russia: The new phase of conflict across continents is hot for Russia, cold for the West

The United States wants to weaken Russia, US Defense Secretary Austin said during his visit to kyiv in late April. It was a frank statement of the US war aim in Ukraine. Ukrainian forces are fighting, Russia is bleeding, the United States and other NATO forces are pursuing their cold war goal of dragging Russia into a hot war, while its own direct part remains comfortably cold. Collateral damage? Developing countries see prices soar, interest rates rise to contain inflation and growth, vanish.

Western powers continue to provide Ukrainians with an endless supply of weapons and fuel to boast about. Ukraine is the lion of Europe, Boris Johnson told Volodymyr Zelenskyy, and added, for good measure, “And you are his roar”. Lots of belligerent purrs and meows followed. Instead of trying to seek peace and end the war, Zelensky continues to fight.

meowing lion

When the Western powers supply arms to Ukraine, these pass either through the land border or through the port of Odessa. From the border, weapons must be transported by train. The Russians are keen to disrupt the arms supply to the war front in eastern Ukraine. So they bombard the port, the depots, the railways and the stations. Ukraine sees its infrastructure destroyed every day. But the lion continues to roar. The British have always been known for their intelligent breeding and training of dogs. Obviously, the world underestimates their skills with feline species.

Ukraine and Russia are the main wheat exporters. Their supplies have been cut off. Russia and its ally, Belarus, are major exporters of fertilizers and fertilizer inputs. The boycott of their products means there is a global shortage of fertilizer in places as far away as Brazil. Ukraine is a major producer of sunflower seeds. Sunflowers aren’t blooming anytime soon in Ukraine. Combined with a palm oil shortage in Southeast Asia, leading to an export ban in Indonesia, cooking oil is in short supply and prices have soared. Bread and biscuits are made from wheat flour and palm oil. The prices of bread and biscuits are rising.

The war pushed oil prices up to $130 a barrel. Prices have cooled since then. But the Russian energy boycott has driven up the prices of oil, gas and coal everywhere else. The International Monetary Fund (IMF) has carefully estimated how many percentage points of global growth will be slashed by higher oil prices.

As it stands, the pandemic has reduced employment levels and increased poverty across much of the developing world. Now, the economic fallout from the war, combined with the disruption of global supply chains that wind through one or more sites in China, have further accentuated these effects.

In the United States, many people have withdrawn from the workforce and there is a labor shortage in most industries. It drives up wages. Rising energy prices helped push the inflation rate to a 41-year high of 8.5% in March. The US Federal Reserve is determined to raise its key rates throughout this year and next.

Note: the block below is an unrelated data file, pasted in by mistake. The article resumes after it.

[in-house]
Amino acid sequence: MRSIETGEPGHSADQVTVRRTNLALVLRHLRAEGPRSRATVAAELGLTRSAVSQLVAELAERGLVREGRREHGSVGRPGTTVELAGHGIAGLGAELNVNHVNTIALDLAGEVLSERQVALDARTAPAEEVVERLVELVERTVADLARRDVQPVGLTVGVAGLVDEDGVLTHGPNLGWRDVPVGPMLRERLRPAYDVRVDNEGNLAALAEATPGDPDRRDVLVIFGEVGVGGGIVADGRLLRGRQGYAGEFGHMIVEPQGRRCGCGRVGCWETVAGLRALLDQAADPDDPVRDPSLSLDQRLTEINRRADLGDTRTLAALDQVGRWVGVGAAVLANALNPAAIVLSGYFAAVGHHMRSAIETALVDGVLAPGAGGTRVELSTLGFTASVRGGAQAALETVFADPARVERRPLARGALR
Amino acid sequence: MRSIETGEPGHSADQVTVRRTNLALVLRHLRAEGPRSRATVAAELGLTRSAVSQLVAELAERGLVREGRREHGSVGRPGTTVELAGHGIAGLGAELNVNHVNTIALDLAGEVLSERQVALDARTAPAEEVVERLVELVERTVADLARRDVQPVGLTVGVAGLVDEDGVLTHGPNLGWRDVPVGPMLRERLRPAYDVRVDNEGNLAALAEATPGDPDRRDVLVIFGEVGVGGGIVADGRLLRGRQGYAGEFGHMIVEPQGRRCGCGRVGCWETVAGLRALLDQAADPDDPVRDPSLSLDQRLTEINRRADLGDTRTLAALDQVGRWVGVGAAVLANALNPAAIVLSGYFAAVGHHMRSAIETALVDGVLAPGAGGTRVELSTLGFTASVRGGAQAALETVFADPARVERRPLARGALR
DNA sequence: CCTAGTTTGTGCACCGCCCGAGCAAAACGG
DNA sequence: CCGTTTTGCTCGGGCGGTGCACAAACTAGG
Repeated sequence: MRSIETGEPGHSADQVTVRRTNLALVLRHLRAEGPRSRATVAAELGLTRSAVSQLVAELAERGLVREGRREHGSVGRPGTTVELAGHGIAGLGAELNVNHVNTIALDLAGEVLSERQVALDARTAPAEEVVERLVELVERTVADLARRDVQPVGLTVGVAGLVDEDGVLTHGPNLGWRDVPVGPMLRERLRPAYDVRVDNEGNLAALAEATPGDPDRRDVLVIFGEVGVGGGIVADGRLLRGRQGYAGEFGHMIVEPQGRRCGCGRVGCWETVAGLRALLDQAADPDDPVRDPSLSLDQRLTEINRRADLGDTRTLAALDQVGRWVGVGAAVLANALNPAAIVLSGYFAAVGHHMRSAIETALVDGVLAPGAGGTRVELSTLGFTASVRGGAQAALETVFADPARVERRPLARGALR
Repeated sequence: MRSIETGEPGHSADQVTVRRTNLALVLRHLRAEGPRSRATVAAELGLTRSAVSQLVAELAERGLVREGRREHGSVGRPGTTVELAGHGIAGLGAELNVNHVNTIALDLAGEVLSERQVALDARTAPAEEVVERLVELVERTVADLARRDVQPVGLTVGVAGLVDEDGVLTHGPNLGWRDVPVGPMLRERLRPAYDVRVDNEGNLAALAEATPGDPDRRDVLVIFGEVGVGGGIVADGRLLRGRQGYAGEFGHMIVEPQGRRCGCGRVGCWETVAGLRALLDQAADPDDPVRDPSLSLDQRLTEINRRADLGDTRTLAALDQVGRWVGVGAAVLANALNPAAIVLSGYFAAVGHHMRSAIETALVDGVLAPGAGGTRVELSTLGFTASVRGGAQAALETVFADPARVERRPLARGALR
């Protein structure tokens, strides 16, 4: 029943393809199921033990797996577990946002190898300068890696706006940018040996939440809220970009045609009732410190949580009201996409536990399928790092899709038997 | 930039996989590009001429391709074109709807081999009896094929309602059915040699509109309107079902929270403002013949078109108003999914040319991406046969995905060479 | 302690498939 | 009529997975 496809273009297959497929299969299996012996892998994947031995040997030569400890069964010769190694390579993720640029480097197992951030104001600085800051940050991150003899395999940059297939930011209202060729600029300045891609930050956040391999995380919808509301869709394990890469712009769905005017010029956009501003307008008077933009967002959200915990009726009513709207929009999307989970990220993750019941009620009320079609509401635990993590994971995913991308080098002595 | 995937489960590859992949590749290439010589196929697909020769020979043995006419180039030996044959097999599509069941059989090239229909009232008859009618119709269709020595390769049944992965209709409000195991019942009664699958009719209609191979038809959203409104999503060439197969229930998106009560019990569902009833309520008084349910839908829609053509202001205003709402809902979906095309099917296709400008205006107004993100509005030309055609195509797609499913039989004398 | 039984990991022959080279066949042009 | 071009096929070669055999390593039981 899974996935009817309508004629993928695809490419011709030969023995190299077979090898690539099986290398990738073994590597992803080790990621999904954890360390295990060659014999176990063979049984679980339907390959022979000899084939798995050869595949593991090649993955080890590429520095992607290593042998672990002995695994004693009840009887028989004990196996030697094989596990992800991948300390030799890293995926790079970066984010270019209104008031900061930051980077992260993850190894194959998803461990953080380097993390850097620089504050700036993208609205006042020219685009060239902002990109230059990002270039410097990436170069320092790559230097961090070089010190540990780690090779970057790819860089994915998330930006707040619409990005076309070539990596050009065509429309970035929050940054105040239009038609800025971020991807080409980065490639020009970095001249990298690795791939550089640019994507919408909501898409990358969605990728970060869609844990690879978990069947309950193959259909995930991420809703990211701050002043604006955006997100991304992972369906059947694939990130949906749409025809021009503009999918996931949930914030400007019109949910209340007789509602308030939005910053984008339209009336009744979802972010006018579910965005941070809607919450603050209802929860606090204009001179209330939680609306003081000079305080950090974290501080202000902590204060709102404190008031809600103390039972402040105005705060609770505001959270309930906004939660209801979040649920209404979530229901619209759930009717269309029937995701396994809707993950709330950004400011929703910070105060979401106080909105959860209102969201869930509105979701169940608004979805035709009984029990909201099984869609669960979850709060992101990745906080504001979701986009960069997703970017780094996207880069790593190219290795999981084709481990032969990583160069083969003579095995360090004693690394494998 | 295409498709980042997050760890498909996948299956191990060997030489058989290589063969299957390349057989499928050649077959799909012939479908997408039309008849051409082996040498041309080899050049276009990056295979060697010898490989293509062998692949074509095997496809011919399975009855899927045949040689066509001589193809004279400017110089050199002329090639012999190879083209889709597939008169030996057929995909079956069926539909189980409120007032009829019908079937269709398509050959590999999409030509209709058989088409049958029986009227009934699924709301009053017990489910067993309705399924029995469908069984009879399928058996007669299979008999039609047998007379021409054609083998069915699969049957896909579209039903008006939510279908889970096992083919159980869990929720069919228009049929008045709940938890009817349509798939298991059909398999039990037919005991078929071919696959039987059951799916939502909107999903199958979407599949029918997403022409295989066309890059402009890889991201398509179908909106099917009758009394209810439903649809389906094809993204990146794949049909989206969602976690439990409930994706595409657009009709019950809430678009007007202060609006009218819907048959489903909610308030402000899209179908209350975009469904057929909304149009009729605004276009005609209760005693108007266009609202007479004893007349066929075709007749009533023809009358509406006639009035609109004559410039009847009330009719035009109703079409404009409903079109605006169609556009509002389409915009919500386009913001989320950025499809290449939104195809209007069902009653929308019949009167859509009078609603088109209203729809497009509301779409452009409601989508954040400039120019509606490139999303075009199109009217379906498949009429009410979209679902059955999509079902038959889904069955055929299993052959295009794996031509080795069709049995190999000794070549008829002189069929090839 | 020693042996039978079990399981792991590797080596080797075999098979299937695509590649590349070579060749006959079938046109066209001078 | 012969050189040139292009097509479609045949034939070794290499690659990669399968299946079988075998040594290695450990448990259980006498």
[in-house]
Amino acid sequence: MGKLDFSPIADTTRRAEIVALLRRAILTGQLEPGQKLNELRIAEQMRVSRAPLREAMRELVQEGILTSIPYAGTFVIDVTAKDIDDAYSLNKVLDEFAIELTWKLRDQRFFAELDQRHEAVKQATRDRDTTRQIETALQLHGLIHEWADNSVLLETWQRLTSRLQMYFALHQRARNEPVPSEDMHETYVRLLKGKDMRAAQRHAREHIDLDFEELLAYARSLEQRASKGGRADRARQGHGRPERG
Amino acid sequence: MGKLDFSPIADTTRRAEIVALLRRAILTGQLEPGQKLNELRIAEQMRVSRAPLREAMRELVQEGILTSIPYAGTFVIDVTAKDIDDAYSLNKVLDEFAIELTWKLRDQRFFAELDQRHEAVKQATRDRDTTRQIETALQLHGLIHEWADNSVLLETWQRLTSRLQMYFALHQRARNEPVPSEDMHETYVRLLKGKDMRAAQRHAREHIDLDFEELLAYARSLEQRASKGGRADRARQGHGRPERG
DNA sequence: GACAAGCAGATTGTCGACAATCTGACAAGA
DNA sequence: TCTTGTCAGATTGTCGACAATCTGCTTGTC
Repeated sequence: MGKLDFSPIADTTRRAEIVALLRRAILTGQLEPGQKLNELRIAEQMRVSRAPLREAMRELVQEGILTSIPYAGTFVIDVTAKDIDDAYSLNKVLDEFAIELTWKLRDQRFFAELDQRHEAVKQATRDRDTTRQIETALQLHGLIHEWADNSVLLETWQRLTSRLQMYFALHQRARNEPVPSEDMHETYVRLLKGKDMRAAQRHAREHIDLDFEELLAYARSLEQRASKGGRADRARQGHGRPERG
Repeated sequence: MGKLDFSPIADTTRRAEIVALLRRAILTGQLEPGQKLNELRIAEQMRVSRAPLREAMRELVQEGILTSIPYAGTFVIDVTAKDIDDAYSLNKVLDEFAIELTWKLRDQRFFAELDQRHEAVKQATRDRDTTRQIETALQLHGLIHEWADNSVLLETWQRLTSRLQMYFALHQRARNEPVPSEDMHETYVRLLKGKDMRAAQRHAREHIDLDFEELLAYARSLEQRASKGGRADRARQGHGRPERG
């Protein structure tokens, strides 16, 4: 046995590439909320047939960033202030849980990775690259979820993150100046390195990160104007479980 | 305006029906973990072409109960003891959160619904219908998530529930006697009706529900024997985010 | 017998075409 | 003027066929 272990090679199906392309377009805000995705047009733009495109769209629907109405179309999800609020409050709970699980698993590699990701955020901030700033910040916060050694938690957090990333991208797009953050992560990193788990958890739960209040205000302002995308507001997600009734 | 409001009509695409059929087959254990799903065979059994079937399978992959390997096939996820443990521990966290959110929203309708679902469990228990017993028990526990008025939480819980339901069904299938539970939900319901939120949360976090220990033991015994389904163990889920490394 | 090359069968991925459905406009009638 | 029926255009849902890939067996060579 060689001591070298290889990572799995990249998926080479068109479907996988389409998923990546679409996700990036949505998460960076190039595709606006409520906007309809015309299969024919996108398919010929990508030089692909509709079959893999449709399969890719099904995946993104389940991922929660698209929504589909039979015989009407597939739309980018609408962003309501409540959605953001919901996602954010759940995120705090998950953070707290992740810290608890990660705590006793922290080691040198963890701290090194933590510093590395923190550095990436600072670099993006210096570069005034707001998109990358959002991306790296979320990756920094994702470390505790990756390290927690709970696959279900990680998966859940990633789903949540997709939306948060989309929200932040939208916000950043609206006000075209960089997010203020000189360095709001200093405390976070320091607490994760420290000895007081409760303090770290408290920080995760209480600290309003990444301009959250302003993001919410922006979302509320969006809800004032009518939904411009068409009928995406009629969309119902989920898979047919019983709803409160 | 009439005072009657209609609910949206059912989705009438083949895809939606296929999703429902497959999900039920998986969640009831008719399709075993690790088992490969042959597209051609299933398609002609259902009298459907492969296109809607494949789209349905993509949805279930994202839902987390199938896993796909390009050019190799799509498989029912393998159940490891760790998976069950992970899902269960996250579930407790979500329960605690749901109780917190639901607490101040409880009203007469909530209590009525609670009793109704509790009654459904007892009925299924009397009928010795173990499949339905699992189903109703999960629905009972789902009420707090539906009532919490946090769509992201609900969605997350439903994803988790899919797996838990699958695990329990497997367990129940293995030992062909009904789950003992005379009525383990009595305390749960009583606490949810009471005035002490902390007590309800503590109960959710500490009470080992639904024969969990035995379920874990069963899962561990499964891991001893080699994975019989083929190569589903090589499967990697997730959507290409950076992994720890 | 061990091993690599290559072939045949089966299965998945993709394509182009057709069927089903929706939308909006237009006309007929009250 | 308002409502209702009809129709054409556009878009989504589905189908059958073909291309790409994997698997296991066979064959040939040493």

Higher interest rates in the United States mean a relocation of capital from emerging markets to the country of origin. Many funds operate with a mandate to achieve a particular risk-adjusted rate of return. As the possibility of inflation and global economic disruption threaten emerging market growth and US Treasury yields climb, portfolio capital is rushing home.

Guns against climate change

Portfolio investors have staged a $20 billion net outflow from India since January. The Reserve Bank of India (RBI) tried to contain the fall of the rupee by spending some $32 billion of its reserves. And it has been forced to raise rates, stem further capital outflows (the higher the interest rate differential between the rupee and the dollar, the greater the incentive for capital to move) and curb the inflation. This will affect growth.

Misery in the world’s poorest regions never threw much cold water on Cold Warrior’s enthusiasm. The war in Ukraine sent the stock prices of Lockheed-Martin, BAE Systems, Raytheon and other arms manufacturers skyrocketing.

The United States is shipping its decades-old Stinger and Javelin missiles to Ukraine, freeing up physical and fiscal space to replenish those stockpiles with new-era weapons. Defense company CEOs would have big dry cleaning bills because they can’t stop salivating and dribbling over their suits as defense budgets continue to rise in country after country. Europe is not too sure of being able to outsource defense to the United States. Neither Japan nor South Korea. Each nation increases its defense budget.

As the Cold War returns with a vengeance and makes the developing world bear the cost of the new asymmetrical Cold War, it is time for a new bloc of non-aligned nations to speak up and tell the rich world to stand down. The world needs a greater proportion of the world’s rich GDP to be spent on sucking carbon dioxide from the atmosphere and averting climate catastrophe. Do not spend to weaken Russia.

The opinions expressed are those of the author